Contractors and Builders

Migrant Workers

The Government has announced a new points-based immigration system that will enter into effect next year (1 Jan 2021), ending the free movement of people from the European Union and putting EU citizens on an equal footing with the rest of the world. 

Ministers have ruled out an exemption for unskilled or low-skilled workers and the Home Secretary has set a £25,600 salary (or going rate of listed job) threshold for eligibility to entry to the UK for ‘Skilled Workers’. Those who earn less than the going rate (but not less than £20,480) may still be able to enter by trading ‘points’ e.g. if the job offer is a shortage occupation. Skilled Workers are detailed by a list of occupations designated by the Home Office and available via the links at the bottom of this page.

The Points-Based System will mean that all migrant workers will require:

- To pay an Application Fee
- To pay the Immigration Health Surcharge
- To meet a specific English language requirement (depending on occupation/route entry)
- Employer sponsorship (unless deemed ‘Highly Skilled’)
- Have enough points to enter if they are not coming in through the Skilled Worker route
- The sponsoring business to pay the Immigration Skills Charge and this will apply to all migrants, including those from the EU/EEA. Discounted rates are available for SMEs.

Further information is available at the following links:

- Guidance on the Points-Based System is available here:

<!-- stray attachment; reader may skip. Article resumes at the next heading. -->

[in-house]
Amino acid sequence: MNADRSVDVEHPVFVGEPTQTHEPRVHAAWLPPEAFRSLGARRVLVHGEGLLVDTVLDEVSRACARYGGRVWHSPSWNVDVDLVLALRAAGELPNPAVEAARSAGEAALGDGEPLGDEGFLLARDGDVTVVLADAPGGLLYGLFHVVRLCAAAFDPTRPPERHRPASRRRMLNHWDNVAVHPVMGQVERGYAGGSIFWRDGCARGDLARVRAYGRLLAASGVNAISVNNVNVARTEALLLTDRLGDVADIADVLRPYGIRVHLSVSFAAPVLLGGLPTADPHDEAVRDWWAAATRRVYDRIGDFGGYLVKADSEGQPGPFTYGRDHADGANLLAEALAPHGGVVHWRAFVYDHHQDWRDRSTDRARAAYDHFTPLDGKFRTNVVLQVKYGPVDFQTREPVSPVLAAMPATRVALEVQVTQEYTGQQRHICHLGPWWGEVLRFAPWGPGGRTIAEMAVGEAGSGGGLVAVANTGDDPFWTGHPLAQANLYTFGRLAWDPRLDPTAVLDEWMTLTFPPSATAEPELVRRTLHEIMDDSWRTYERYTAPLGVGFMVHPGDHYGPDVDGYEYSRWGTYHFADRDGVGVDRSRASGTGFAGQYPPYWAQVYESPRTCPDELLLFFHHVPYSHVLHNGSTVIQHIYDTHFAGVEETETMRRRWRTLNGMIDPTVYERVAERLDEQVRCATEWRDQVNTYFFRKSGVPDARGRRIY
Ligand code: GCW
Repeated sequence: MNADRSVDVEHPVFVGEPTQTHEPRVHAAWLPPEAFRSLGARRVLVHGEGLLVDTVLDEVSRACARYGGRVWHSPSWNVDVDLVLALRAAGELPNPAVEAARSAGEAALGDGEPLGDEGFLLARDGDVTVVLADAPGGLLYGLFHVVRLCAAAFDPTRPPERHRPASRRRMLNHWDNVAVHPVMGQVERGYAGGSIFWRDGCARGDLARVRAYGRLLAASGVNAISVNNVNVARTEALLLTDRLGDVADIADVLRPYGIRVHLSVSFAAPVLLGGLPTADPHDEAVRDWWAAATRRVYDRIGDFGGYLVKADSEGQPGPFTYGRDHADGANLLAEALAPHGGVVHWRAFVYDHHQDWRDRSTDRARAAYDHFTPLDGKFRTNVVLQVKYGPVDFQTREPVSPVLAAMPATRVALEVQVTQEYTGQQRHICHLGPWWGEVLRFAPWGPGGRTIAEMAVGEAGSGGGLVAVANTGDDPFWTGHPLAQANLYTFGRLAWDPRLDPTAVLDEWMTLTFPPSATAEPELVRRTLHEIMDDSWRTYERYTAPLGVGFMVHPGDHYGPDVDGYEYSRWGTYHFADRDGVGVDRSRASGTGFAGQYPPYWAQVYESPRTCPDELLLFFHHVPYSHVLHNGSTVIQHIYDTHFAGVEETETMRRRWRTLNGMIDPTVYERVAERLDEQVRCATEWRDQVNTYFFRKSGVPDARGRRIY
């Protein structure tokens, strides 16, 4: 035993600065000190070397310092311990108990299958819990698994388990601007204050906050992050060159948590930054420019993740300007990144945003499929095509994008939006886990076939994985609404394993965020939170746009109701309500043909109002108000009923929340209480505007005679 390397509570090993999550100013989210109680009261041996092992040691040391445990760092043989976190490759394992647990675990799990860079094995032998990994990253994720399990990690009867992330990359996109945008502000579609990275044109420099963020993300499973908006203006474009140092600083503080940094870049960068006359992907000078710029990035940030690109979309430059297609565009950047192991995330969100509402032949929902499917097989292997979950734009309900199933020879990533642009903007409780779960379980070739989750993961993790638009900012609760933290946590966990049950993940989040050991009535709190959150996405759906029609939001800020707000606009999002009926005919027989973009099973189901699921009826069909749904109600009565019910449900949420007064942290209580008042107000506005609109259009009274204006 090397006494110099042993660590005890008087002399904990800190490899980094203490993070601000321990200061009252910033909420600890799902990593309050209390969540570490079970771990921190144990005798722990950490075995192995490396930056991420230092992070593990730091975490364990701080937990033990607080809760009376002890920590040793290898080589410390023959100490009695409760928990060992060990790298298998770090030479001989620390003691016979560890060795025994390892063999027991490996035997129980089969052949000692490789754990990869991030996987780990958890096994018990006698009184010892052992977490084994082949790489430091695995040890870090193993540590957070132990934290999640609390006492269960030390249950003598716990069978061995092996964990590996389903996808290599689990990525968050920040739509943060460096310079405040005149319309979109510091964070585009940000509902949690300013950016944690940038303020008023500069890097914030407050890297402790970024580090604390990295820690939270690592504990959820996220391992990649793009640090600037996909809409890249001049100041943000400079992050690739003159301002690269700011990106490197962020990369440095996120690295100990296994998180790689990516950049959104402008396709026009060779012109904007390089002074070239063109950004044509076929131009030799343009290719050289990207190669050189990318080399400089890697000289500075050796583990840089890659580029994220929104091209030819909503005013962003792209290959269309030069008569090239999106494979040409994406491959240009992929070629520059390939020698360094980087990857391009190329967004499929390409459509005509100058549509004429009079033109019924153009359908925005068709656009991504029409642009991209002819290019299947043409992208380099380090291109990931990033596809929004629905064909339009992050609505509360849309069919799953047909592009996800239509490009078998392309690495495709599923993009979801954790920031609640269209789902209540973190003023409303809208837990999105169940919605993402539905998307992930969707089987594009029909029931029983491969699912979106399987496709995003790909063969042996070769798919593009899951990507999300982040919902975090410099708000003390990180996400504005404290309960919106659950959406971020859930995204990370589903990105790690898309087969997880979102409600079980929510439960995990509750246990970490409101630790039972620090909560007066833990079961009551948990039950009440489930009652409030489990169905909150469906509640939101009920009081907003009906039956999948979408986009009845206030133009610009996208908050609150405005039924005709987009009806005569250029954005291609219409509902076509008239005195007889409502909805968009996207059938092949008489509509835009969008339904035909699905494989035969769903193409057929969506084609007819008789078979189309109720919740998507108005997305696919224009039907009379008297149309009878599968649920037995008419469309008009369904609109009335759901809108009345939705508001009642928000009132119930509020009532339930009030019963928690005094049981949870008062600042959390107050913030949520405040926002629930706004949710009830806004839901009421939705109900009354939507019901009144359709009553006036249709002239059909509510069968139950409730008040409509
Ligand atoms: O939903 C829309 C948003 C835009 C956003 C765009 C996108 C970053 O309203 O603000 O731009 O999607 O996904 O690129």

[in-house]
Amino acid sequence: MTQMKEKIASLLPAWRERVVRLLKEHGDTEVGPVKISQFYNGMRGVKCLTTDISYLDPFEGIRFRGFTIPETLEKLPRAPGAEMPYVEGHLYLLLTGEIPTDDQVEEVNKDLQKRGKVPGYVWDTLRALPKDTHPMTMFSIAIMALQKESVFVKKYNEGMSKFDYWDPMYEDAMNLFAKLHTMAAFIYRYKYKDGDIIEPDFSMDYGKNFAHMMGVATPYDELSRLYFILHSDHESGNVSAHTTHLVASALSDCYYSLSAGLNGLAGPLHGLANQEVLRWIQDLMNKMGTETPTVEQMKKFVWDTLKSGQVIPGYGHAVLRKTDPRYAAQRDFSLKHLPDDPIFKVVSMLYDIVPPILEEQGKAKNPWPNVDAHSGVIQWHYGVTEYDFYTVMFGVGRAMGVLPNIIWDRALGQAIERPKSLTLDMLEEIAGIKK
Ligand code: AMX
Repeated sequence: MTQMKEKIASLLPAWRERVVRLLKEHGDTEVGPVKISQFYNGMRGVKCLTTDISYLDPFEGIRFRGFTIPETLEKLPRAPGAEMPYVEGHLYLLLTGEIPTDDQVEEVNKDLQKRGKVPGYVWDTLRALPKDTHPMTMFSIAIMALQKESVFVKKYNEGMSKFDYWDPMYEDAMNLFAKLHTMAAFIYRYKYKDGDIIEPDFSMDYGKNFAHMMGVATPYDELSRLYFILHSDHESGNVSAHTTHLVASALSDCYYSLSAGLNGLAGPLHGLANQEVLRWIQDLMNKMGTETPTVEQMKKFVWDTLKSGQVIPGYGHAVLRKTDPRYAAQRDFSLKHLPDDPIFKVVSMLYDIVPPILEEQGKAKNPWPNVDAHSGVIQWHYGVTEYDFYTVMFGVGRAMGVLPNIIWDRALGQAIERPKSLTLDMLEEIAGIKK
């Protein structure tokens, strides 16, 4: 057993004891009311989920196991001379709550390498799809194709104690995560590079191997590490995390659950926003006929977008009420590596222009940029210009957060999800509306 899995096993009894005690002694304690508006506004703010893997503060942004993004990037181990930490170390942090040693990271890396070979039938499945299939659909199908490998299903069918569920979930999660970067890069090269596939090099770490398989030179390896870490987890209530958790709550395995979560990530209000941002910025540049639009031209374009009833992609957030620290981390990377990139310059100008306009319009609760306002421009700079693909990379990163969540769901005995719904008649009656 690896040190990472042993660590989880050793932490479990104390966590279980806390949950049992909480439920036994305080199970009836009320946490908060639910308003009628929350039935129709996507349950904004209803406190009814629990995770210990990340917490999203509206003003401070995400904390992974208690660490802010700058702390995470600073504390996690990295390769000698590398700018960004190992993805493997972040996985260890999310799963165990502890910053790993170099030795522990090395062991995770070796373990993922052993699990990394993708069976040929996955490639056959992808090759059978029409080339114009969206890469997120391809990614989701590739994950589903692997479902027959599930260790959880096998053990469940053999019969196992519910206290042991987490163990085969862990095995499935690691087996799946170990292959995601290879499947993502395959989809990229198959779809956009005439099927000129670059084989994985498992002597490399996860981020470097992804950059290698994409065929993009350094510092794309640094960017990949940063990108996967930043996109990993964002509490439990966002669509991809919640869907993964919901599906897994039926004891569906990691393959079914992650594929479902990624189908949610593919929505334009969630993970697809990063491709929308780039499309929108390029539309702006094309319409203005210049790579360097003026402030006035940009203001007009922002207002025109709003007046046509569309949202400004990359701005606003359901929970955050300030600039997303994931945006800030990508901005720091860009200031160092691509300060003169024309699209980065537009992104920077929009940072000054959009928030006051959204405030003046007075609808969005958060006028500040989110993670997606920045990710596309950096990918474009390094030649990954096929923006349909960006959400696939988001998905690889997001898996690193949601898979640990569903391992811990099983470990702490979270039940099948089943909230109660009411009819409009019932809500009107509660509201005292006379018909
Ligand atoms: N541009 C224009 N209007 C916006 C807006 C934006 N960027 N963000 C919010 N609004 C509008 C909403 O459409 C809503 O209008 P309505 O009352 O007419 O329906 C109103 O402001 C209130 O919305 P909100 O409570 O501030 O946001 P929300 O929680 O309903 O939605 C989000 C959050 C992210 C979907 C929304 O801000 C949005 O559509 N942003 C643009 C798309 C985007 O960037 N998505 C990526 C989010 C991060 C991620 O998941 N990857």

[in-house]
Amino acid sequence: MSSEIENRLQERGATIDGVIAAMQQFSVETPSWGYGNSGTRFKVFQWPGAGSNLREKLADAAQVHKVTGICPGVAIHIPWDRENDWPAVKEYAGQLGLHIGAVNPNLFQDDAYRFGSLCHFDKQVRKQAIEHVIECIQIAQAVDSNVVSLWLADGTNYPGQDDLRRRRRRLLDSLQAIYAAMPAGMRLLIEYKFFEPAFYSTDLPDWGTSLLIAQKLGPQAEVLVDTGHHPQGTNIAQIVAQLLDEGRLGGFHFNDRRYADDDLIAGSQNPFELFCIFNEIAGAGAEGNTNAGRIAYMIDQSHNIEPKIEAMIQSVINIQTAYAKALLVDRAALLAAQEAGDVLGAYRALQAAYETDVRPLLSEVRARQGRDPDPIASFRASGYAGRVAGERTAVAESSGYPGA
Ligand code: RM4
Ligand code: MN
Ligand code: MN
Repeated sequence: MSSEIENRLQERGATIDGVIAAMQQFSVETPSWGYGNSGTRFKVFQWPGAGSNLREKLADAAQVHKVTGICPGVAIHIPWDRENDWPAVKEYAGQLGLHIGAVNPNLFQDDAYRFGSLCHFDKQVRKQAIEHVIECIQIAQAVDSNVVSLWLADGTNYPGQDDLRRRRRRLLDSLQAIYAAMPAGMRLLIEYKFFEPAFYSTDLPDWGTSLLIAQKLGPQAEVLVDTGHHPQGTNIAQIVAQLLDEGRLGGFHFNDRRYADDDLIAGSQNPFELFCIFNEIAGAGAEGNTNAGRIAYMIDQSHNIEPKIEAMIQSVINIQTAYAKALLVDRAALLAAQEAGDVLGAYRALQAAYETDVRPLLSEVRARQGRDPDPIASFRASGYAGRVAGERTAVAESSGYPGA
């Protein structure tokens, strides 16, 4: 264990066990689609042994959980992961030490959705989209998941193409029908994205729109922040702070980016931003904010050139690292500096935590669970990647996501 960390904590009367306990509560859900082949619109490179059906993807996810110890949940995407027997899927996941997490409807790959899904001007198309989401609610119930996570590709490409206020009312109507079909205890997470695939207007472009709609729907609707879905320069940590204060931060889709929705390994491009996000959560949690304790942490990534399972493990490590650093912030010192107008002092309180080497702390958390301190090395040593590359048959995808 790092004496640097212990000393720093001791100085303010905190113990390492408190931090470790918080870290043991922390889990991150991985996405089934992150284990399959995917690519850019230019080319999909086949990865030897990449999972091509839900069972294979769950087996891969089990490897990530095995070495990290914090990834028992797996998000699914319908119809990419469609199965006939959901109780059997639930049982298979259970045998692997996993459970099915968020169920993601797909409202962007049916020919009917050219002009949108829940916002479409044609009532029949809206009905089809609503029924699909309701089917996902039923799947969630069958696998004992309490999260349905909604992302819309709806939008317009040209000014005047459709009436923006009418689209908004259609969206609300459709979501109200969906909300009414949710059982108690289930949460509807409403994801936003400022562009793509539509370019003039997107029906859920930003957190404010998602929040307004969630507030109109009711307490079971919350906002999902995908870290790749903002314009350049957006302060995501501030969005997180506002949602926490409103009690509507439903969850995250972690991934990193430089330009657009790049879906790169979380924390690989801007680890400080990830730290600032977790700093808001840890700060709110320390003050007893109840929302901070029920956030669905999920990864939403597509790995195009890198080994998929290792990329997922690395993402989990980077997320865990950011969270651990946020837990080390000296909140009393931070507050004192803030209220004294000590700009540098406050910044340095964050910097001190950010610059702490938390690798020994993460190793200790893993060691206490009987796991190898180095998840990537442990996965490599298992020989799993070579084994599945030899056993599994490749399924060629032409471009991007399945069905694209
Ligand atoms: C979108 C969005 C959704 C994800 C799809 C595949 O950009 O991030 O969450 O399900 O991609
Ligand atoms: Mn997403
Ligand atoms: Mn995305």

- Full policy details are here:
- The Shortage Occupation list is available here:
- Skilled Worker occupations are listed here:

The Migration Advisory Committee’s forthcoming report to the UK Government - due in September 2020 - will be crucial to the construction industry’s workforce planning. In March 2020, ministers commissioned the MAC to compile a Shortage Occupation List to focus on occupations above RQF level 3 - notably HNCs, HNDs and Foundation Degrees. 

The Home Office has published guidance on the Right To Work and what employers must do to prevent illegal working by conducting checks before taking on new staff.

- Right to Work Checklist:
- Which documents give someone the Right to Work:
- Check details of a job applicant’s Right to Work in the UK:

EU Citizens currently working in the UK

The expiration of the transition agreement with the EU will also mean changes to the rights of EU citizens to live and work in the UK; the date for these changes is currently set at 30 June 2021. EU citizens wishing to remain in the UK after this date should therefore take action before then. Changes to EU citizens’ rights in the UK will occur whether or not an agreement is reached, as HMG has been clear it intends to end freedom of movement. As such, members may want to consider encouraging and supporting their EU-citizen workforce to consider applying for settled or pre-settled status, which will give them either permanent right to live and work, or a 5 year right to live and work respectively.